NIC changes for the self-employed in 2024
Back in November, Chancellor Jeremy Hunt announced several changes to National Insurance Contributions (NICs) for 2024 in the Autumn Statement 2023.
Not only is the rate of Class 1 contributions paid by employees decreasing by 2% in January, but NICs will also be simplified for self-employed earners later in the year.
NICs are taken from employee salaries or via self-assessment for the self-employed, as a kind of tax that entitles the contributor to state benefits – including support and allowances for employment, maternity, bereavement, and retirement.
Self-employed earners currently pay two NIC classes, so the reforms coming in the new tax year should be welcome news – but do they offset frozen tax thresholds?
Here’s a summary of what’s changing in 2024 for the self-employed and how these NIC reforms could affect you as a self-employed worker.
Class 4 reduced contributions
Class 4 contributions are related to earnings, with the 9% main rate applicable on profits from £12,750 to £50,270.
From April 2024, the Class 4 NIC rate for the self-employed will be reduced to 8%.
An additional rate of 2% also applies for profits exceeding the £50,270 upper limit, but this will remain the same.
This 1% reduction is expected to affect around 2 million people in the 2024–2025 tax year, with potential annual savings of £100–£300+, depending on the tax bracket.
While the profit thresholds are staying the same, this means anyone whose self-employment profits exceed the upper threshold won’t have to pay more at the main rate instead of the additional rate.
Class 2 voluntary contributions
Class 2 contributions are paid at a flat rate (currently frozen at £3.45 a week) to earn entitlement to contributory benefits, like the State Pension.
From April 2024, self-employed people earning profits above £12,750 will no longer have to pay Class 2 NICs, but will still be entitled to contributory benefits.
This is estimated to benefit just under 2 million individuals in 2024–2025, with an average annual saving of around £180 each.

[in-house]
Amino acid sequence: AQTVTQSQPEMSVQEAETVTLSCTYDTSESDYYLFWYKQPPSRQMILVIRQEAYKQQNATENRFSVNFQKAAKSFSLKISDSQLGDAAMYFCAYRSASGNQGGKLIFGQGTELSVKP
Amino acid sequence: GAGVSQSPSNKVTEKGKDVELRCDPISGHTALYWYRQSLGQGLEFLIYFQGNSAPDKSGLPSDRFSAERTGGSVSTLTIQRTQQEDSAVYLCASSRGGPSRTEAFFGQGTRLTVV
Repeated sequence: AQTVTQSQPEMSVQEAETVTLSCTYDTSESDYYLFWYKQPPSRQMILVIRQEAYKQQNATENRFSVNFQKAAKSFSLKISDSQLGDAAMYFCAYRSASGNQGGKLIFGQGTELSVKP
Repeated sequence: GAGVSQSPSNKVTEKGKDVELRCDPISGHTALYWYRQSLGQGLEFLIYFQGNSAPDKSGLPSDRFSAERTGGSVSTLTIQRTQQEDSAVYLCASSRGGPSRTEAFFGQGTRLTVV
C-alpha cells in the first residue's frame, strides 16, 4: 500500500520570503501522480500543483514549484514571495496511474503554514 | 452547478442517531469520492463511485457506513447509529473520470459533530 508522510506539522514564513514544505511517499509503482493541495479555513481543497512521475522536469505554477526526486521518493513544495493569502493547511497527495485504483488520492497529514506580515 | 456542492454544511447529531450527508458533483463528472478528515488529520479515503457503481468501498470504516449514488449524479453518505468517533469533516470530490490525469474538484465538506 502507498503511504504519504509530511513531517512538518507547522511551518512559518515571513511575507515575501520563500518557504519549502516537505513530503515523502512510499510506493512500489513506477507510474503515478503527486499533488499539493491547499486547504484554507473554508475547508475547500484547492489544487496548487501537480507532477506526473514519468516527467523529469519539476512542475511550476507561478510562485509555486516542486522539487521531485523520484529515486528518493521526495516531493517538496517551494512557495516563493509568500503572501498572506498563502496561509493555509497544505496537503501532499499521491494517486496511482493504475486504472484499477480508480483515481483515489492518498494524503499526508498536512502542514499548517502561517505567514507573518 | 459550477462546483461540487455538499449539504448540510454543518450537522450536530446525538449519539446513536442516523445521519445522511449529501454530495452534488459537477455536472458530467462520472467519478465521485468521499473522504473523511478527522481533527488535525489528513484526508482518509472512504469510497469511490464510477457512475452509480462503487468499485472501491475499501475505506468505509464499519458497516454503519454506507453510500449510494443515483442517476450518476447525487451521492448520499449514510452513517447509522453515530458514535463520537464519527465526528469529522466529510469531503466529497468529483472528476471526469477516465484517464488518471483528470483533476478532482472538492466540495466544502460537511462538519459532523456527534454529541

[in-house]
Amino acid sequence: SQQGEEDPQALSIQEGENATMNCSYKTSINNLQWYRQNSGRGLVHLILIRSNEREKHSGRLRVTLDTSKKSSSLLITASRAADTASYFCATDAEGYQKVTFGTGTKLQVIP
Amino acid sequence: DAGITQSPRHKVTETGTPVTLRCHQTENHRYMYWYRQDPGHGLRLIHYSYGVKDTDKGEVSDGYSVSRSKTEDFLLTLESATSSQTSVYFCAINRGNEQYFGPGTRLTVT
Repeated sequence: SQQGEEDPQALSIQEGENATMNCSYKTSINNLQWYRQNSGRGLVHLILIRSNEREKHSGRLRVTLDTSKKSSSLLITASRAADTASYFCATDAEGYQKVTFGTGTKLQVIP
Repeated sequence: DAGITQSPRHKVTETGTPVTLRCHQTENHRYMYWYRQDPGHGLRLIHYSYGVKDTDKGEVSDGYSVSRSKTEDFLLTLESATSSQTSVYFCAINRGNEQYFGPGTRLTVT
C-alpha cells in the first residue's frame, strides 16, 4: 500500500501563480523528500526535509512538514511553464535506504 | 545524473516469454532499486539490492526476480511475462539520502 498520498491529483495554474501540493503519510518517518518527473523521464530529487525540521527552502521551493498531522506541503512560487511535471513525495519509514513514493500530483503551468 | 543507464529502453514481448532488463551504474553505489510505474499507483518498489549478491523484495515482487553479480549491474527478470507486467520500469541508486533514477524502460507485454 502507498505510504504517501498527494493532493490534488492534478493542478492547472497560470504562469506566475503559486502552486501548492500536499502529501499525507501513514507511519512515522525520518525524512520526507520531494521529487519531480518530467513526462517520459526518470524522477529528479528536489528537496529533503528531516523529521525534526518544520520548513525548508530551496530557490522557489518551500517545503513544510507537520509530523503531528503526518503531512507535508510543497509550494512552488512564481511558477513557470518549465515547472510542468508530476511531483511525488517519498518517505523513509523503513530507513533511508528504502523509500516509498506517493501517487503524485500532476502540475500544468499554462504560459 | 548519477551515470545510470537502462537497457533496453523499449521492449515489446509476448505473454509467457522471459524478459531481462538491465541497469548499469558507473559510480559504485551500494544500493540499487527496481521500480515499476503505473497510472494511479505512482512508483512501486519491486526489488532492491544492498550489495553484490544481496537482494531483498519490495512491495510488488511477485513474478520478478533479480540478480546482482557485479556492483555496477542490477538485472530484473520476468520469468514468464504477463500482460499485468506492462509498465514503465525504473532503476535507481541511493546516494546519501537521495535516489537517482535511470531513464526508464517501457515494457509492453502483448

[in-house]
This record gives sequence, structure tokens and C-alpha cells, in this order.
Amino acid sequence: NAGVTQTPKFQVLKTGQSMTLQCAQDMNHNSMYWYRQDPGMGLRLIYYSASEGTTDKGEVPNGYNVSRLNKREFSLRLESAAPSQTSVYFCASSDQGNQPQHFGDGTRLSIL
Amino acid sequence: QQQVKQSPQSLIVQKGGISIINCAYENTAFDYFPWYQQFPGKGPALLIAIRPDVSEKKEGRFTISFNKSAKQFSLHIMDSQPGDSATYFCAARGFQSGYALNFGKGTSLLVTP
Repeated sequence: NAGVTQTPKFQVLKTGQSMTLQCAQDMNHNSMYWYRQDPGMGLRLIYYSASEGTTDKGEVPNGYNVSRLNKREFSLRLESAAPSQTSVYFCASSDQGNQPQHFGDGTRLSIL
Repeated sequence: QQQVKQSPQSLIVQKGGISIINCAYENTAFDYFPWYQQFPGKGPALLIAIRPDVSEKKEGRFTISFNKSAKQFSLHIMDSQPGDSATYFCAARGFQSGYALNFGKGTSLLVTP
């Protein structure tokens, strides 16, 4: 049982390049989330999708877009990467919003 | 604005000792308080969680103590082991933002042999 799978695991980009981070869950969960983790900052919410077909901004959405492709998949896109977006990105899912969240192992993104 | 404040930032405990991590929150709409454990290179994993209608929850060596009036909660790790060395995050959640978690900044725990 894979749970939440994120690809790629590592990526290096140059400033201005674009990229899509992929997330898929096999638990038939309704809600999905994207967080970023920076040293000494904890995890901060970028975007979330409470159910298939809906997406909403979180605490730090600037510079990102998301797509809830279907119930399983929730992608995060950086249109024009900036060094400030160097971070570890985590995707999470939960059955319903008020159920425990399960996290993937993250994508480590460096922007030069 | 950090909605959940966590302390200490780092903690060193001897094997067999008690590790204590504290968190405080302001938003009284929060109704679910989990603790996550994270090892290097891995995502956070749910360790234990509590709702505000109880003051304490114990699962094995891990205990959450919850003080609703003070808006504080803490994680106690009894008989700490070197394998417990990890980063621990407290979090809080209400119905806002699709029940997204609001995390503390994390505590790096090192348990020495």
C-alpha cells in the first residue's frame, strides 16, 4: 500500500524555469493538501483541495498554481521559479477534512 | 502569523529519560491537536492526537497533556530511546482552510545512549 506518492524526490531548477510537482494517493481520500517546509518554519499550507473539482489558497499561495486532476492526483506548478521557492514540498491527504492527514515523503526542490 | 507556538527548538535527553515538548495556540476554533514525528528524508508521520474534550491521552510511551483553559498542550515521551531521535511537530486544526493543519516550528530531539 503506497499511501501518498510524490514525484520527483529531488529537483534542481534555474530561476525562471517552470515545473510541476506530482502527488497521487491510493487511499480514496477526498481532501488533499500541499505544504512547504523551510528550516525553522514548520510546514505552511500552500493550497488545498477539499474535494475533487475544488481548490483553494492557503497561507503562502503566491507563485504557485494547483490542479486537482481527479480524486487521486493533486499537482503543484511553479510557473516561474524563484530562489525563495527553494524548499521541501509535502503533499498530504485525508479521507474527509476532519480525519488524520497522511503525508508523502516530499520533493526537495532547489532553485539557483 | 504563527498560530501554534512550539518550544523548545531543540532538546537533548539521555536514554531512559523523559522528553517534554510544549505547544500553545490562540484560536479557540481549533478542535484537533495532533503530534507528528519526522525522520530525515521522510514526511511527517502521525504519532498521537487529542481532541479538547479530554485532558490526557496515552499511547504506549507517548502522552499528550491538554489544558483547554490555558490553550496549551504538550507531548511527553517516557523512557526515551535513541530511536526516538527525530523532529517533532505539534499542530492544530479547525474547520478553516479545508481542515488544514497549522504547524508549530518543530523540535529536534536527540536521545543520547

Self-employed earners with profits over £6,725 will also maintain their entitlement by receiving Class 2 NIC credits.
Those with profits below £6,725 can continue to make voluntary contributions to access contributory benefits, with the voluntary rate frozen at £17.45 a week.
Self-employed workers in this situation may decide to forego expense claims to meet the £6,725 income limit, but should consider the tax implications first.
Self-employment in 2024
According to the Office for Budget Responsibility (OBR), the changes to NICs could altogether reduce 2024–2025 tax receipts by £9.4 billion, benefitting around 2 million self-employed workers and 27 million employees.
However, this doesn’t negate the effects of freezing various tax thresholds until 2028. As inflation pushes people’s earnings over the frozen allowance limits, more people will become liable for higher rates of tax than before.
Unfortunately, as wages and prices increase, UK earners are likely to find themselves paying more tax on their income, even with the NIC reforms.
This is why it’s essential to stay on top of tax obligations, especially for self-employed people. For example, the previously reported threshold changes for Self-Assessment Tax Returns have since been scrapped – but the old threshold will still apply for the 2022–2023 Self-Assessment Returns due by the end of this month.